The Pomegranate adapts and develops to almost all soil types, regardless of composition or texture, provided they do not waterlogged.

Of course, for each different soil type, proper cultivation practice must also be followed in order for Pomegranate trees to be productive. For example, in light sandy soils the plants should be supported with irrigation and enhanced fertilization.

However, the most favorable soil for the establishment of a commercial Pomegranate plantation is the rich in organic matter alluvial sandy loam, which has excellent nutrient-holding capacity and drainage, while retains the necessary moisture.

Its depth should be at least 60 cm, but the best results are at high depths of 1.50 m or more.

Climate & Soil Requirements of Pomegranate

Soil Requirements of Pomegranate - Soil Humidity

Pomegranate is a plant that has no problems with prolonged drought, once it is established, that is, after the 3rd year of its planting.

However, the constant moisture content of the soil – sometimes even at high rates – contributes to Pomegranate trees maximum productivity and prevents fruit cracking.

Climate & Soil Requirements of Pomegranate

Soil Requirements of Pomegranate - Salinity

Pomegranate can be planted and can give satisfactory production even in saline soils with an electrical conductivity (EC) of up to 6 dS / m.

In other words, it could be said that the plant has a high tolerance to salinity (Melgarejo, 2003).

Note

According to some authors, Punica granatum is characterized as a glycophyte (any plant that can only tolerate relatively low concentrations of salt), and therefore can tolerate only soils with very low levels of salinity.

But even in these soils, according to the same authors, the plant don’t bear fruit well, its productivity is low, so its cultivation is considered unprofitable.

Climate & Soil Requirements of Pomegranate

Soil Requirements of Pomegranate - Soil pH

As to the suitable pH of the soil aqueous solution that contributes to the normal development of Pomegranate, the ‘Kalliergeia’ editorial team quotes the following, cited from various bibliographic sources:

  • The suitable soil pH for Pomegranate cultivation ranges from 5.5 to 7.2
  • The suitable soil pH for Pomegranate cultivation ranges from 6.0 to 8.0
  • The suitable soil pH for Pomegranate cultivation ranges from 5.5 to 7.0
  • Optimal soil pH ranges from 6.5 to 7.5.
  • The suitable soil pH for Pomegranate cultivation ranges from 5.5 to 7.5, while the optimum pH ranges from 5.5 to 6.5.
  • The range of soil pH at which Pomegranate can be grown ranges from 4.5 to 8.2, but the best results are achieved at a pH range of 5.5 to 7.2.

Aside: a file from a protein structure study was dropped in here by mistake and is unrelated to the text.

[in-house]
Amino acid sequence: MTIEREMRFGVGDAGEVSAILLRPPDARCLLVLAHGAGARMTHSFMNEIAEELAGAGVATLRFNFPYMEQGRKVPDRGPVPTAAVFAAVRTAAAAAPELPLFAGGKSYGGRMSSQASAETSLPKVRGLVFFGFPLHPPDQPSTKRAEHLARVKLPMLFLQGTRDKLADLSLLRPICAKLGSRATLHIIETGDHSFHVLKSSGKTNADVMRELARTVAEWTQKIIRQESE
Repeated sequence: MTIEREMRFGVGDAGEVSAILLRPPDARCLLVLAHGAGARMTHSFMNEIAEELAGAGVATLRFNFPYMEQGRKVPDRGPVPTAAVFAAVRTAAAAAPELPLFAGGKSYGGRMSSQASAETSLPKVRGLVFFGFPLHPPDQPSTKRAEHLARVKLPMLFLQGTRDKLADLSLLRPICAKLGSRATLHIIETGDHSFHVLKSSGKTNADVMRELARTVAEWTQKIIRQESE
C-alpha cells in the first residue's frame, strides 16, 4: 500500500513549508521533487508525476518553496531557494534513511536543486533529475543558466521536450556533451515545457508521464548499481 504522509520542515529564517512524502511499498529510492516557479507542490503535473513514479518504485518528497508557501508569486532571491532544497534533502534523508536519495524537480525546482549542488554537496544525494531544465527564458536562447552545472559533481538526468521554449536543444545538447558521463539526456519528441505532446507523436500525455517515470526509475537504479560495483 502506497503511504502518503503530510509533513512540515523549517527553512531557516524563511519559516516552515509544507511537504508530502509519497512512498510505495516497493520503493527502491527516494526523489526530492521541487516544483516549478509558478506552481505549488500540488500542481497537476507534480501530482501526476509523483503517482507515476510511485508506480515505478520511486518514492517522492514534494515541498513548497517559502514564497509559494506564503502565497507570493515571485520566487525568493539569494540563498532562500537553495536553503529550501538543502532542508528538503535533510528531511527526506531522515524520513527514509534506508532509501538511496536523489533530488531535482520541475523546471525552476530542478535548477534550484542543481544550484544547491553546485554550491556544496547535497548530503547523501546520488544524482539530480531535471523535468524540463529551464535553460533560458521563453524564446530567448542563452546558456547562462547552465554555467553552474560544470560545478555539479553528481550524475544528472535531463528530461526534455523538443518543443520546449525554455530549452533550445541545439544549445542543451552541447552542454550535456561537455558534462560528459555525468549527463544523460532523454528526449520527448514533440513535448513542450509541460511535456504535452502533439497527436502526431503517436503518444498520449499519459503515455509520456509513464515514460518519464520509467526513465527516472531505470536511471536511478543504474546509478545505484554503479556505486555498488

• With proper crop management, Pomegranate grows best to a soil pH of up to 8.5.

Note

From the above it becomes more than obvious that the suitable soil pH for the cultivation of Pomegranate is found with the suitable dice in the suitable place, while the optimum is found by visiting a Professional Psychic Medium – Astrologer (with hereditary charisma)
that helps the grower in getting optimum results.

Climate & Soil Requirements of Pomegranate

Climate & Soil Requirements of Pomegranate - Pomegranate Mature Fruits on Tree
Pomegranate Mature Fruits on Tree

Soil Requirements of Pomegranate - An Interesting Research

An interesting field experiment conducted in India on the variety of Pomegranate Bhagwa (Punica granatum cv. Bhagwa) in gravelly, shallow skeletal soils (Orthents – Lithosols by FAO), and in trapezoidal shaped pits:

  • Where the pits were filled with clayey soil, there was also the maximum supply of pomegranates to macronutrients.
  • Where the pits were filled with loamy soil, there was also the maximum supply of pomegranates in trace elements.
  • In the Pomegranates growing in the pits with the loamy soil, there was also the highest number of hermaphrodite flowers
  • Pomegranates grown in pits with light textured soil also recorded maximum values of fruit quality characteristics, expressed as juice content (49.3%), total soluble solids (TSS 15.7 °B) and total soluble solids:acid ratio(TSS/acid 37.8)
  • The highest crop yield (4280 kg/ha) was obtainedin Pomegranates grown on a 60 cm deep clayey soil.
  • Pomegranates grown at twice the depth (1.20 m) of clayey soil showed an increase in plant diseases prevalence and a significant decrease in yield, reaching almost 50% of the above (2250 kg/ha)

Climate & Soil Requirements of Pomegranate

References

The References to the first article of the series dedicated to the commercial cultivation of Pomegranate, proudly and sternly, are presented by the Chimerini Kolymvites (Χειμερινοί Κολυμβητές – Winter Swimmers) music band with their song I Treli Rodia (Η Τρελή Ροδιά – The Mad Pomegranate Tree), on poetry by Odysseas Elytis (Nobel Prize in Literature – 1979).

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Chimerini Kolymvites - The Mad Pomegranate Tree
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  1. Ashton, R. W. (2006). The Incredible Pomegranate: Plant and Fruit. Tempe, AZ: Third Millennium Publishing.
  2. Cuevas, A. (2018). Pomegranate Production and Marketing. Scitus Academics LLC.
  3. Hiwale, S. S. (2009). The Pomegranate. New India Publishing.
  4. Kahramanoglu, I., & Usanmaz, S. (2016). Pomegranate Production and Marketing. Boca Raton, FL: CRC Press.
  5. Levin, G. M. (2006). Pomegranate Roads: A Soviet Botanist’s Exile from Eden(1st ed.). Floreant Pr.
  6. Marathe, R. A., Sharma, J., & Murkute, A. A. (2018). Innovative soil management for sustainable pomegranate cultivation on skeletal soils. Soil Use and Management, 34(2), 258-265.  
  7. Moreno, P. M., & Hernández, D. M. (2003). Tratado de fruticultura para zonas áridas y semiáridas. Mundi-Prensa Libros.
  8. Özgüven, A., Yılmaz, C., & Keleş, D. (2012). Pomegranate Biodiversity and Horticultural Management. Acta Horticulturae, (940), 21-28.
  9. Stone, D. (2017). Pomegranate: A Global History. London, England: Reaktion Books.